The Process of Negotiation

8168 reads

On many occasions I have been asked how do we drive the negotiation meeting.

http://www.businessgyan.com/sites/default/files/Negotation.jpg

Here is a simple five-step Negotiation Process that can be applied for successful results in all your negotiating sessions:

 

Step 1: Analyse the Negotiation Situation

Start by collating all the information relevant to the situation under negotiation. You could apply the Johari Window concept and the data collated could be divided into useful sections. The Johari Window divides the information into four quadrants:

  1. Known to me and Known to the other person
  2. Known to me but Unknown to the other person
  3. Known to other person but Unknown to me
  4. Unknown to both parties

Applying this to the data you’ve collected can give you critical insights into the other party’s view of the negotiation, and also have you alert for information that you may not have and would like to seek.

 

Step 2: Develop the Negotiation Framework

The Negotiation Framework in business occurs within the state / country laws of the negotiating parties and within the socially accepted rules of corporate governance. Further, a framework for each negotiation must be outlined, understood and adhered to by all parties. It’s also important to decide what you will do if any of the agreed rules are broken. This gives you the critical ability to redirect the negotiation if it drifts to areas that are irrelevant to the negotiation subject.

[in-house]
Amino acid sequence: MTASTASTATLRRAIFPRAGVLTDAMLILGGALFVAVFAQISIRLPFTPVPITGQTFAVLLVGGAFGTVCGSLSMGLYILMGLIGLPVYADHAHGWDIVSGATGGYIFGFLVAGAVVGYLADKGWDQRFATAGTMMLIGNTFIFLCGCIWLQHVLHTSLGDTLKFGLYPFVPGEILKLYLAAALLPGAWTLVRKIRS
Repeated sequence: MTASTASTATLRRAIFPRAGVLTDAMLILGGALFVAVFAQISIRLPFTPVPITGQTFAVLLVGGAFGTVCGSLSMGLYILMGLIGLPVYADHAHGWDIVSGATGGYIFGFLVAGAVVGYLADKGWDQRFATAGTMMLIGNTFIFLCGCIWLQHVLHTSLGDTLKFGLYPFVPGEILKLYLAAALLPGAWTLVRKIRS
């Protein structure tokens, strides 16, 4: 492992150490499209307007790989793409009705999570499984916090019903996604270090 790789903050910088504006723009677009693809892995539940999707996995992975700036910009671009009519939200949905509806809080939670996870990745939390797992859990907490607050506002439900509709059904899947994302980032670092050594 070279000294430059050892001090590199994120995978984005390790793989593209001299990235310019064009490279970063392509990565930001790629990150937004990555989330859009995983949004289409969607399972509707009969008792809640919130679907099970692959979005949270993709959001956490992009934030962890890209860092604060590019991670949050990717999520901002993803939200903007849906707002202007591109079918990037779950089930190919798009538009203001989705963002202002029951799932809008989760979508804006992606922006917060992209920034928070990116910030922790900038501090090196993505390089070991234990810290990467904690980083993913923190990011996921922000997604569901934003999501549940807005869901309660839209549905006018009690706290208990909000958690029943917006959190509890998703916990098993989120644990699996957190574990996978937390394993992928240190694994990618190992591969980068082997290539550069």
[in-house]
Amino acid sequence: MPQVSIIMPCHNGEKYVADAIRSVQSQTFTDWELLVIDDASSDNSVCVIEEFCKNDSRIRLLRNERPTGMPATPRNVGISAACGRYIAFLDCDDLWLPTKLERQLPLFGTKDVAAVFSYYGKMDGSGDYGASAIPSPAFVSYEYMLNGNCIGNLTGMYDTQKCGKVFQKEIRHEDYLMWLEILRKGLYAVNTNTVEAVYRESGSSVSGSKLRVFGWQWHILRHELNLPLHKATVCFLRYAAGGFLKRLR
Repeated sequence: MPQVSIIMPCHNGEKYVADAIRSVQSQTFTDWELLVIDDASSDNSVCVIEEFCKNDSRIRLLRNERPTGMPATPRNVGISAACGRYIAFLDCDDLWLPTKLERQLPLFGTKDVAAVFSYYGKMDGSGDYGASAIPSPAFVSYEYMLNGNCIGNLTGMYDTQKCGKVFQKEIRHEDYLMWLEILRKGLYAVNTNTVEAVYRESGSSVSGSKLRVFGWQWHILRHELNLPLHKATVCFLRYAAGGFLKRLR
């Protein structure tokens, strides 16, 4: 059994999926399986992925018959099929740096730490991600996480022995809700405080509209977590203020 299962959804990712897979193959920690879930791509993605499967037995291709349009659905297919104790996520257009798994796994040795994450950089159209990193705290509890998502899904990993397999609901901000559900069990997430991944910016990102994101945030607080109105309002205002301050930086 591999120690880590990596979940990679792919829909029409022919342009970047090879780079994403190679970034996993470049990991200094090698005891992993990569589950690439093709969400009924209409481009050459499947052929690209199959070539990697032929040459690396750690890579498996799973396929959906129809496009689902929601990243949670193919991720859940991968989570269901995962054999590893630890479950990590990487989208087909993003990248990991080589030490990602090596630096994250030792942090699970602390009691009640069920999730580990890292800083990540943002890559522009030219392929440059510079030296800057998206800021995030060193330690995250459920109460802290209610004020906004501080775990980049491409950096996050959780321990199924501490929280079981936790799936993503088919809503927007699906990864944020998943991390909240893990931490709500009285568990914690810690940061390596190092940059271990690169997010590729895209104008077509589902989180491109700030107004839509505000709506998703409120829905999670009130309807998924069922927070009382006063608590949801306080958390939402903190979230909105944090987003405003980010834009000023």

Step 3: Develop Your BATNA

Your BATNA is your “Best Alternative To a Negotiated Agreement”.

What happens if you can’t reach an agreement. Determining your BATNA before the negotiation begins, is necessary, because it provides you with a measurement index against which you can compare offers made. To determine your BATNA, first list all your alternatives, identify those that can be expanded into practical and attainable ones, then pick out the very best alternative and keep that as your backup position. The stronger your BATNA assessment is, the more powerful you’ll feel when negotiating.

 

Step 4: Select Your Negotiating Approach

The negotiating style you use will affect the outcome you will get. If you want to build a long-term relationship with your negotiating partner, then you’ll want to make a deal that both of you are happy with (The Win-Win Negotiation Approach). In that scenario, you’ll want to use a problem-solving, collaborative approach. On the other hand, if you want the best deal for yourself and aren’t worried about your negotiating partner getting any payback (i.e., if you’re not interested in a long-term relationship, The Win-Lose Approach) then you can use an aggressive approach.

 

Step 5: Specify the Optimum Negotiating Environment

Working through the steps above allows you to develop a clear idea of what physical and psychological elements are required to create the best possible environment in which to negotiate.